The Hindu Succession Act deals with inheritance and succession. It applies to all Hindus, Jains, Buddhist and Sikhs. This act gave a broad scope to ancestral property and self-acquired property. This act introduced the survivorship rule. The term coparcener shall be introduced when there is an inheritance of ancestral property. Coparceners are male members up to three generations descended from a common male ancestor. It refers to a son, son's son, son's son's son can be the coparceners in Hindu undivided family and they have an interest in the property by birth. Whereas daughters, wife, widows could not be considered as coparceners and did not acquire any property. This legislation is discriminatory one and it violates Article 14 of the Indian constitution. The survivorship rule faces a lot of criticism and it makes a woman in worse condition. This act abolished the limited estate of Hindu women.

Hindu Succession (Amendment) Act 2005 (women's property rights)

It gave the women a right to be a coparcener as a son. The amendment was made to Section 6 of Hindu Succession Act to remove gender discrimination and provide equal rights to the daughters as well. This act abrogated the survivorship rule. This amendment came into force on September 09, 2005, and declared coparcener's daughter would acquire coparcener right by birth and have equal rights in the property like a son. It also notices that it does not invalidate the disposition of property by a partition or will have taken place before December 20, 2004 (the day amendment was introduced in parliament). Before this act, some states such as Tamil Nadu, Andhra Pradesh, Kerala, Karnataka and Maharashtra had amended state laws to provide daughters with equal rights over inheritance. This amendment repealed Section 23 of Hindu Succession Act which disentitled a female heir to ask for partition in respect of dwelling house wholly occupied by the joint family until male heirs choose to divide their respective shares and it also repealed section 24 which denied rights of the widow to inherit her husband's property upon her remarriage. The crux in this amendment will now be prospective or retrospective. It means the father needs to be alive on September 09, 2005, for his daughter to claim his property. There was huge conflicting judgement given and the answer to this confusing question was given in the case of Vineet Sharma vs Rakesh Sharma.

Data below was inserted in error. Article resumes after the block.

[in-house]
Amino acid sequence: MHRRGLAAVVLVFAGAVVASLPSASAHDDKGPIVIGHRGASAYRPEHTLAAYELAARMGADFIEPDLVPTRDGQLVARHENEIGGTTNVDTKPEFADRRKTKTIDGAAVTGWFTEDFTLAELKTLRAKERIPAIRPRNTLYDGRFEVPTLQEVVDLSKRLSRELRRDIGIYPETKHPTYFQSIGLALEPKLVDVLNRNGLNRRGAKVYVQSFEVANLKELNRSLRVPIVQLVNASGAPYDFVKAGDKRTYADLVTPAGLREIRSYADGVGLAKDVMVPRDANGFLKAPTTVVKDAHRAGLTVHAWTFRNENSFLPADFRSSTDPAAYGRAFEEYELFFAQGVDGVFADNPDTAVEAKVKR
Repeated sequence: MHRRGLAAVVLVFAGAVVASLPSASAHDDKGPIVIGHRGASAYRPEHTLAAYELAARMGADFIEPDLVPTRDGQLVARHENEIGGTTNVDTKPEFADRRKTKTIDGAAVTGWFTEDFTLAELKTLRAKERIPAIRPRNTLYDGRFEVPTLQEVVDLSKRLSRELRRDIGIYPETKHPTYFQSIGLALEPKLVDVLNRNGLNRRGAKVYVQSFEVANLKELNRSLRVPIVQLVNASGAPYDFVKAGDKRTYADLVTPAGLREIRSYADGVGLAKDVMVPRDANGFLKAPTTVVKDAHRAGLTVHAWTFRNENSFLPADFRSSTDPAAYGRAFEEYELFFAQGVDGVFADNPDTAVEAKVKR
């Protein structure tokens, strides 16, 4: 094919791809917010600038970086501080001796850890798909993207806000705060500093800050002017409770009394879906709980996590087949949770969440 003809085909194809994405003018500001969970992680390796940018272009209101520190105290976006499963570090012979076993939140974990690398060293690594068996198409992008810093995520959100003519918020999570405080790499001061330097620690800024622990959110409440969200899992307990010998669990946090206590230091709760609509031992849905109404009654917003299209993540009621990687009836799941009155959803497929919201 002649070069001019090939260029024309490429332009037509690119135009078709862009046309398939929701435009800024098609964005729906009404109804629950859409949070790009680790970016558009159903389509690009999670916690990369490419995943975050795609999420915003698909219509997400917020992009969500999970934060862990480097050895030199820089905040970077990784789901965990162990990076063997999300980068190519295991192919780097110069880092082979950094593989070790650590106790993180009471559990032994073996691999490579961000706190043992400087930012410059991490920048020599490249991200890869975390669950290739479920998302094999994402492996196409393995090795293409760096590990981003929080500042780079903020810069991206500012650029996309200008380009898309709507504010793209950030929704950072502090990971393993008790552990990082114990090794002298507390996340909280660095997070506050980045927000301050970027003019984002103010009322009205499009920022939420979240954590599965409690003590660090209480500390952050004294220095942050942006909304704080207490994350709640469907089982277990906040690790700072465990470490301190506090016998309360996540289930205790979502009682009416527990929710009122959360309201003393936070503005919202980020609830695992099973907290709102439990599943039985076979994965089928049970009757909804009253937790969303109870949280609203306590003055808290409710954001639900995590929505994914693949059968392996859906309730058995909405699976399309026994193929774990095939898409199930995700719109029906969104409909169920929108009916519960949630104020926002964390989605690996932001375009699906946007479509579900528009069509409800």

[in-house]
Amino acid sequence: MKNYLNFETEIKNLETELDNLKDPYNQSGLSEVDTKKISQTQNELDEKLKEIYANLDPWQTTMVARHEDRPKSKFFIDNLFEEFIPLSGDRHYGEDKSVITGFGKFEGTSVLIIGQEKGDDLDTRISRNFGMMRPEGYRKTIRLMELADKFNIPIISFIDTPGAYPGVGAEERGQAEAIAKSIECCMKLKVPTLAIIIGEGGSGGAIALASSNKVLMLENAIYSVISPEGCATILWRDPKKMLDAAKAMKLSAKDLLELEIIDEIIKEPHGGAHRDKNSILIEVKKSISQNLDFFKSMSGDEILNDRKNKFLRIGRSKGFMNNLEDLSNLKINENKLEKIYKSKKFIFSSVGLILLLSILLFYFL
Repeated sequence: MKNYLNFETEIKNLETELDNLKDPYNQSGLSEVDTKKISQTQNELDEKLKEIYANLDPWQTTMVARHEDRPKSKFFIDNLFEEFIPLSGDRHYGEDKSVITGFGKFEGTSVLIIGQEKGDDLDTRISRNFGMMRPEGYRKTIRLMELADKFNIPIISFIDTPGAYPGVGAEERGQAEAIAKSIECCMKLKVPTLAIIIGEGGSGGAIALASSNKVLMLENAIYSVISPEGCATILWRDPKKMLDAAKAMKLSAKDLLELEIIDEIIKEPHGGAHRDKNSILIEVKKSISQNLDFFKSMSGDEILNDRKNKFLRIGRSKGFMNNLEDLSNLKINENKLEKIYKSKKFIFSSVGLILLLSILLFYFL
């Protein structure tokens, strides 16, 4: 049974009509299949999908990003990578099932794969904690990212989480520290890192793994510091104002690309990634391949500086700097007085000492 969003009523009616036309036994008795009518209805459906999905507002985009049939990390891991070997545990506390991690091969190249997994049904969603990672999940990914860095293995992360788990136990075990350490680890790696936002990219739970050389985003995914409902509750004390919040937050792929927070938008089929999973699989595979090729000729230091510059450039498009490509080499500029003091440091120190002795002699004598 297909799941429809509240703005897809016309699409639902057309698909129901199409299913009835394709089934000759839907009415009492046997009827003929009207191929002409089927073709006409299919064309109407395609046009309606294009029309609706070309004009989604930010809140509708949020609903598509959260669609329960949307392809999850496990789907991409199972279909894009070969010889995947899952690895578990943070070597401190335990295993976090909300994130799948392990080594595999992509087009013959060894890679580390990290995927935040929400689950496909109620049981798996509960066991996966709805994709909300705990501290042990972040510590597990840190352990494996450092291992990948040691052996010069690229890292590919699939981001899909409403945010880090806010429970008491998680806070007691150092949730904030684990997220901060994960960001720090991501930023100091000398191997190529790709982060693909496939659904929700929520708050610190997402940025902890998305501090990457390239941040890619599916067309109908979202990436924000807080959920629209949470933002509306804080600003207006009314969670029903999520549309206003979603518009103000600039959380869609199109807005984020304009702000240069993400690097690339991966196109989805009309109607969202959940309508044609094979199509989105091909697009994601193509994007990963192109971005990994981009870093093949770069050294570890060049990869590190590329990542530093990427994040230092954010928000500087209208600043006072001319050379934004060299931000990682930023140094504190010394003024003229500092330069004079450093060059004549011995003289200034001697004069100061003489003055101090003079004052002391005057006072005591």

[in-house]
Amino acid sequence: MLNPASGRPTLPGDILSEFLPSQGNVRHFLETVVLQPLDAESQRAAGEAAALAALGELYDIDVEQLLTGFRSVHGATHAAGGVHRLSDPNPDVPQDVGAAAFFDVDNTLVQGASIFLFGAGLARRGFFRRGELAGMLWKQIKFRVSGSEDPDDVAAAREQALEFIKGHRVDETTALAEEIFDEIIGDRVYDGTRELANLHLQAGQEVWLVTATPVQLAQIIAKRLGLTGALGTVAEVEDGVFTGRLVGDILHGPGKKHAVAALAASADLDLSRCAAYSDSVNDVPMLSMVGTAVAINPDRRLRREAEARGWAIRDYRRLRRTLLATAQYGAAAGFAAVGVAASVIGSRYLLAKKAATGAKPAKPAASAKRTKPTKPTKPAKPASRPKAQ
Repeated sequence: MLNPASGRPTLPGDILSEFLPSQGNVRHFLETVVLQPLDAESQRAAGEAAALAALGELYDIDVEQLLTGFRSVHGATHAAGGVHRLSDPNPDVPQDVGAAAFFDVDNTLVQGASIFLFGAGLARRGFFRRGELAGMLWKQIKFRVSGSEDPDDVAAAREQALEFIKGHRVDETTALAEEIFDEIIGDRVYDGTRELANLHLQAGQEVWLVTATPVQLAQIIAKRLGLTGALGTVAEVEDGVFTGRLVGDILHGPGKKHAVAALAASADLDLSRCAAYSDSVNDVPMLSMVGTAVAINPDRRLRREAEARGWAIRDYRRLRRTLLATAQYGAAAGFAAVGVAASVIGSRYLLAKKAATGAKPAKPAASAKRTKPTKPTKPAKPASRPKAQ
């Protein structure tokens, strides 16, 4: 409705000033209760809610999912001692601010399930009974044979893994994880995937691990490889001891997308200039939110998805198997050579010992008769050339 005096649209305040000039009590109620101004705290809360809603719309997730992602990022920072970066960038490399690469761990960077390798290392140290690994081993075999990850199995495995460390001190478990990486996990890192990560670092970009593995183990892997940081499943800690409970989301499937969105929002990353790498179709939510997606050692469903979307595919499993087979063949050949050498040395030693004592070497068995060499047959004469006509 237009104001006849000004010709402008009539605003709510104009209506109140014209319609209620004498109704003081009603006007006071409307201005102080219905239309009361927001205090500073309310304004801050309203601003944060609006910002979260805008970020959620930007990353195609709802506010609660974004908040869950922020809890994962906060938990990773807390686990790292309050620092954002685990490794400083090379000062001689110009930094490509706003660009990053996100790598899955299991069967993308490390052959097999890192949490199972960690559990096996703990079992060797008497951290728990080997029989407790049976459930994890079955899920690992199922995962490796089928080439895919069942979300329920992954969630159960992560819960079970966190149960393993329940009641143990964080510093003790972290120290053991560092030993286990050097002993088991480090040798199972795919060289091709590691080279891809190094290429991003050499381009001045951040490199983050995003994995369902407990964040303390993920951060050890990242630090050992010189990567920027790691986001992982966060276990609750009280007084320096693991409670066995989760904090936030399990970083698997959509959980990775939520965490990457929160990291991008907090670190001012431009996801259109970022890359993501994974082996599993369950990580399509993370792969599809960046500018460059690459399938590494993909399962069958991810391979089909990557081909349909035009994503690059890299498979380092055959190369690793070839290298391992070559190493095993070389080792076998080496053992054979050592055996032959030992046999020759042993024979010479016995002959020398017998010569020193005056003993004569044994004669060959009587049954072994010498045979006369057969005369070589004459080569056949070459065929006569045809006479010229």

Amendment act is retrospective or prospective nature- explained with case laws

(1) In 2016, Prakash vs. Phulavati, this case was placed before J.Anil Dave and J.A.K.Goyal held that under the amendment act, rights apply to living daughters of living coparceners. Father has to be alive on the date of enforcement of amendment act 2005. Hence the living daughter of the coparcener had no right in coparcenary property when the coparcener died before the introduction of this act.

(2)In 2018, Danamma vs. Amar Singh, this case was placed before J.A.K Sikri and J Ashok Bhuwan stated that even the father had died before 2005, yet the daughter will get equal share and daughters are entitled to coparcenary property since birth. These two judgments brought confusion among people. It was sold out by the latest judgement in 2020.

(3)In 2020, Vineet Sharma vs. Rakesh Sharma, the three-judge bench J.Arun Mishra, J.S.Abdul Nazeer and J.M.R.Shah held that daughter has a right in coparcenary property by birth. Father need not be alive on the date of enforcement of amendment act 2005. The Supreme Court states that "daughter is always a daughter", whether she is married or not, her father is alive or not. We should give equal rights in all aspects. Moreover, SC states that it is not necessary that the daughter is alive; if she is not alive it will also be claimed by the daughter's legal heirs. This judgement overruled previously mentioned judgement.

Conclusion

Since 2005, women had the right to inherit ancestral property. But this latest Supreme Court judgement made it retrospectively applicable. The Supreme Court requested the High Courts and subordinate courts to decide all pending matters regarding this issue, as far as possible, within six months. This latest judgement empowers the women and upholds gender justice.